MRI reveals early brain changes linked to schizophrenia

January 8, 2007

Findings by a team in Scotland have opened the way to an accurate predictive test that might help prevent the onset of schizophrenia. MR scans have revealed changes in brain tissue in a small group of individuals before they developed schizophrenia.

Findings by a team in Scotland have opened the way to an accurate predictive test that might help prevent the onset of schizophrenia. MR scans have revealed changes in brain tissue in a small group of individuals before they developed schizophrenia.

The research, led by Dr. Dominic Jobs of the University of Edinburgh, suggests that looking at changes in brain structure over time could help doctors to predict whether a person who has a family history of schizophrenia will go on to develop the illness.

For 10 years, scientists at the university followed 200 young people who were at a high risk of developing schizophrenia because two or more family members had already been diagnosed with the illness. They analyzed MR scans of 65 of them, taken on average 18 months apart.

The team looked specifically for changes in gray matter, brain tissue made principally of neurons that transmit messages and help to store memories.

As a member of a high-risk group, each person in the study had approximately a 13% risk of developing schizophrenia. The MRIs revealed changes in brain tissue that increased this prediction to a 60% risk for some, thereby increasing clinicians' ability to determine if an individual had an elevated risk.

Eight of the 65 young people (aged 16 to 25 at outset of study) went on to develop schizophrenia, on average 2.3 years after their first scan. The MR scans of each of these eight individuals revealed that they had changes in gray matter before they became unwell.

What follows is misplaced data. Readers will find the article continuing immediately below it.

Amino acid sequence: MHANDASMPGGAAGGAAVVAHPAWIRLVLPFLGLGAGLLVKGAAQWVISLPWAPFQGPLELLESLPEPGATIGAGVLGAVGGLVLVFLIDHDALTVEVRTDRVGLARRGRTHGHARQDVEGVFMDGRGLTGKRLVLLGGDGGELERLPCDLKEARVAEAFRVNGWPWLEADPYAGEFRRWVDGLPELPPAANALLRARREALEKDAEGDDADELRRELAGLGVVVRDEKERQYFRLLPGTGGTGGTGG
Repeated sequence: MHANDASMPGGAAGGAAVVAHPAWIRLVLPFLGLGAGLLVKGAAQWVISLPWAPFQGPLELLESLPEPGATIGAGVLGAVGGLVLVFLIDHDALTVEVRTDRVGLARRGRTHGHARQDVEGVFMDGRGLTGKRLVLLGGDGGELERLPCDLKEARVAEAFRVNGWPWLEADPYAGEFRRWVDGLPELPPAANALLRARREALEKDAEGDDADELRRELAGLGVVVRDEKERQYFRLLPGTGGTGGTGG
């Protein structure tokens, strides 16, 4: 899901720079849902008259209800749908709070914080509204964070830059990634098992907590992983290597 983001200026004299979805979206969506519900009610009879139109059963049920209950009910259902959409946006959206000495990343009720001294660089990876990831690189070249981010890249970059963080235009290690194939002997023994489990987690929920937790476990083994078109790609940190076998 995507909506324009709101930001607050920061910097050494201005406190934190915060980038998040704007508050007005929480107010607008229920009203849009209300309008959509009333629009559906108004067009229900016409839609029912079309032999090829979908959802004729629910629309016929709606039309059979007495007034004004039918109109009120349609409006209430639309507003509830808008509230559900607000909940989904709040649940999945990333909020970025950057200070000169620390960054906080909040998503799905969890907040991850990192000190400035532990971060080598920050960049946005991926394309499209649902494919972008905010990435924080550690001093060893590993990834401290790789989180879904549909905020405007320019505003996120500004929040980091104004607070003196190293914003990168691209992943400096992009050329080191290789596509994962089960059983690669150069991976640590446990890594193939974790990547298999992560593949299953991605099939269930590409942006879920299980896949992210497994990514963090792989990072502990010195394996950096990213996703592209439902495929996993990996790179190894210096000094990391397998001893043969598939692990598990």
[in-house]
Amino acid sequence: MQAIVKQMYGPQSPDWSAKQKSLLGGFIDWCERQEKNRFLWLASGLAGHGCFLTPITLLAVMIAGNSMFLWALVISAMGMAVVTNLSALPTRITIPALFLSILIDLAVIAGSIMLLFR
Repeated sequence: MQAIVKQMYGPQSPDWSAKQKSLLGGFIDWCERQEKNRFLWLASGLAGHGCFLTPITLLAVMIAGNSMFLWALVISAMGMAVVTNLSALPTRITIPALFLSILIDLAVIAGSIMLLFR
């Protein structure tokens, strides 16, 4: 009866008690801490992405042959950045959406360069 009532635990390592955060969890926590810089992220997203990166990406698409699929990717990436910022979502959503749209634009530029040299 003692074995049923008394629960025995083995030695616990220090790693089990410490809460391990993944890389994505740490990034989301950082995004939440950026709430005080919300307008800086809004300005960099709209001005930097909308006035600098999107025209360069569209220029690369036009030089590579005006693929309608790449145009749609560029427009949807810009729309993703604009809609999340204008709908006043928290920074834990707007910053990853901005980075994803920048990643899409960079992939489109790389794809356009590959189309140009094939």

"Although there are no preventative treatments for the illness, an accurate predictive test could help researchers to assess possibilities for prevention in the future. Current methods are good for predicting who won;t develop schizophrenia but not who will," Jobs said.

By combining brain imaging with traditional clinical assessments, it might be possible to detect people who are at highest risk of the illness early, he said.

Because the number of participants in this study was small, the test needs to be replicated independently to confirm that MR scanning to measure changes in gray matter is a reliable way to predict whether a person who is already at high risk is even more likely to go on to develop schizophrenia, the researchers said.

For more from the Diagnostic Imaging archives:

Functional MRI reveals clues to social behaviour

Multiple modalities explore schizophrenia

Neuroimaging sharpens focus on mild cognitive impairment